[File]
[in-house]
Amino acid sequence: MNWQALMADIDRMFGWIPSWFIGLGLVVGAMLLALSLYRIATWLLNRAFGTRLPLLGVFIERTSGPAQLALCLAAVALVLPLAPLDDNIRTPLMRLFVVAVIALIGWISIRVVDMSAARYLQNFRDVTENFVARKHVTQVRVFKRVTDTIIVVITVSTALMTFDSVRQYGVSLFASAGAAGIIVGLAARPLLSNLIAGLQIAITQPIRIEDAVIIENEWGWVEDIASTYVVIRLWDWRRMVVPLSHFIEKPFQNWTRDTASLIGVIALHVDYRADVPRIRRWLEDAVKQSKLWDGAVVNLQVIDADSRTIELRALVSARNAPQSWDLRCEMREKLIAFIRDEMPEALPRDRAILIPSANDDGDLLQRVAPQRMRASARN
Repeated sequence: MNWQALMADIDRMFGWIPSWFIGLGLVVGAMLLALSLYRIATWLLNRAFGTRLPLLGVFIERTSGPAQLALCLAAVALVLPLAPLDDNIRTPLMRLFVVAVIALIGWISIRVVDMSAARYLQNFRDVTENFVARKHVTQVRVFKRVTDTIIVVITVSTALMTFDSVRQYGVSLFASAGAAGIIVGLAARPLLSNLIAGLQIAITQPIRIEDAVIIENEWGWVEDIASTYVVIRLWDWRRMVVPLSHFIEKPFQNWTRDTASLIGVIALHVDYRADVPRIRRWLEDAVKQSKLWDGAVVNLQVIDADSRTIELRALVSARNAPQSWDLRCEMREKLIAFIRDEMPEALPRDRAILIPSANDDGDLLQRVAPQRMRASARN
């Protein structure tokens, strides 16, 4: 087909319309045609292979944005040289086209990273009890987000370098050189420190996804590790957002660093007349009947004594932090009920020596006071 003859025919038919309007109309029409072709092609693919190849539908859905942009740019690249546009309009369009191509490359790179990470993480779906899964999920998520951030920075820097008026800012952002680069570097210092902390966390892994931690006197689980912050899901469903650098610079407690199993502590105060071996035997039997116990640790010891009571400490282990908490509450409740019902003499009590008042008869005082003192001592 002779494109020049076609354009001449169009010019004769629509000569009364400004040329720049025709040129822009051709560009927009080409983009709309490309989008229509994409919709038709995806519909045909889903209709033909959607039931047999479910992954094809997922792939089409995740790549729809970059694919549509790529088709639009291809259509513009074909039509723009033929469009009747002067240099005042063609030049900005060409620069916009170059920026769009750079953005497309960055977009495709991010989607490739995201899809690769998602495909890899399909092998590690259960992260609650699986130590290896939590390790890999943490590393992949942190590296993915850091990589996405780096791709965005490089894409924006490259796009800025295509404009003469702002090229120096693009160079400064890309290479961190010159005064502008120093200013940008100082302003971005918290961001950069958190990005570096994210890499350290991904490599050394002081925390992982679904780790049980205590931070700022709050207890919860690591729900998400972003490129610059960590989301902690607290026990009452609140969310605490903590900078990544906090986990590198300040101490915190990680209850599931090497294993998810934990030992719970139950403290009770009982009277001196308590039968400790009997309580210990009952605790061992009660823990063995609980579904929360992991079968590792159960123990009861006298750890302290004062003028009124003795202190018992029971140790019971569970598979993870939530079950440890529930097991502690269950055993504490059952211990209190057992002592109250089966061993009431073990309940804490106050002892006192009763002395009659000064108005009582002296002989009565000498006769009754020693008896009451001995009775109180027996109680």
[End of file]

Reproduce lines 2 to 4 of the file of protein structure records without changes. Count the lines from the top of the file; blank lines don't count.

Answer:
Amino acid sequence: MNWQALMADIDRMFGWIPSWFIGLGLVVGAMLLALSLYRIATWLLNRAFGTRLPLLGVFIERTSGPAQLALCLAAVALVLPLAPLDDNIRTPLMRLFVVAVIALIGWISIRVVDMSAARYLQNFRDVTENFVARKHVTQVRVFKRVTDTIIVVITVSTALMTFDSVRQYGVSLFASAGAAGIIVGLAARPLLSNLIAGLQIAITQPIRIEDAVIIENEWGWVEDIASTYVVIRLWDWRRMVVPLSHFIEKPFQNWTRDTASLIGVIALHVDYRADVPRIRRWLEDAVKQSKLWDGAVVNLQVIDADSRTIELRALVSARNAPQSWDLRCEMREKLIAFIRDEMPEALPRDRAILIPSANDDGDLLQRVAPQRMRASARN
Repeated sequence: MNWQALMADIDRMFGWIPSWFIGLGLVVGAMLLALSLYRIATWLLNRAFGTRLPLLGVFIERTSGPAQLALCLAAVALVLPLAPLDDNIRTPLMRLFVVAVIALIGWISIRVVDMSAARYLQNFRDVTENFVARKHVTQVRVFKRVTDTIIVVITVSTALMTFDSVRQYGVSLFASAGAAGIIVGLAARPLLSNLIAGLQIAITQPIRIEDAVIIENEWGWVEDIASTYVVIRLWDWRRMVVPLSHFIEKPFQNWTRDTASLIGVIALHVDYRADVPRIRRWLEDAVKQSKLWDGAVVNLQVIDADSRTIELRALVSARNAPQSWDLRCEMREKLIAFIRDEMPEALPRDRAILIPSANDDGDLLQRVAPQRMRASARN
């Protein structure tokens, strides 16, 4: 087909319309045609292979944005040289086209990273009890987000370098050189420190996804590790957002660093007349009947004594932090009920020596006071 003859025919038919309007109309029409072709092609693919190849539908859905942009740019690249546009309009369009191509490359790179990470993480779906899964999920998520951030920075820097008026800012952002680069570097210092902390966390892994931690006197689980912050899901469903650098610079407690199993502590105060071996035997039997116990640790010891009571400490282990908490509450409740019902003499009590008042008869005082003192001592 002779494109020049076609354009001449169009010019004769629509000569009364400004040329720049025709040129822009051709560009927009080409983009709309490309989008229509994409919709038709995806519909045909889903209709033909959607039931047999479910992954094809997922792939089409995740790549729809970059694919549509790529088709639009291809259509513009074909039509723009033929469009009747002067240099005042063609030049900005060409620069916009170059920026769009750079953005497309960055977009495709991010989607490739995201899809690769998602495909890899399909092998590690259960992260609650699986130590290896939590390790890999943490590393992949942190590296993915850091990589996405780096791709965005490089894409924006490259796009800025295509404009003469702002090229120096693009160079400064890309290479961190010159005064502008120093200013940008100082302003971005918290961001950069958190990005570096994210890499350290991904490599050394002081925390992982679904780790049980205590931070700022709050207890919860690591729900998400972003490129610059960590989301902690607290026990009452609140969310605490903590900078990544906090986990590198300040101490915190990680209850599931090497294993998810934990030992719970139950403290009770009982009277001196308590039968400790009997309580210990009952605790061992009660823990063995609980579904929360992991079968590792159960123990009861006298750890302290004062003028009124003795202190018992029971140790019971569970598979993870939530079950440890529930097991502690269950055993504490059952211990209190057992002592109250089966061993009431073990309940804490106050002892006192009763002395009659000064108005009582002296002989009565000498006769009754020693008896009451001995009775109180027996109680």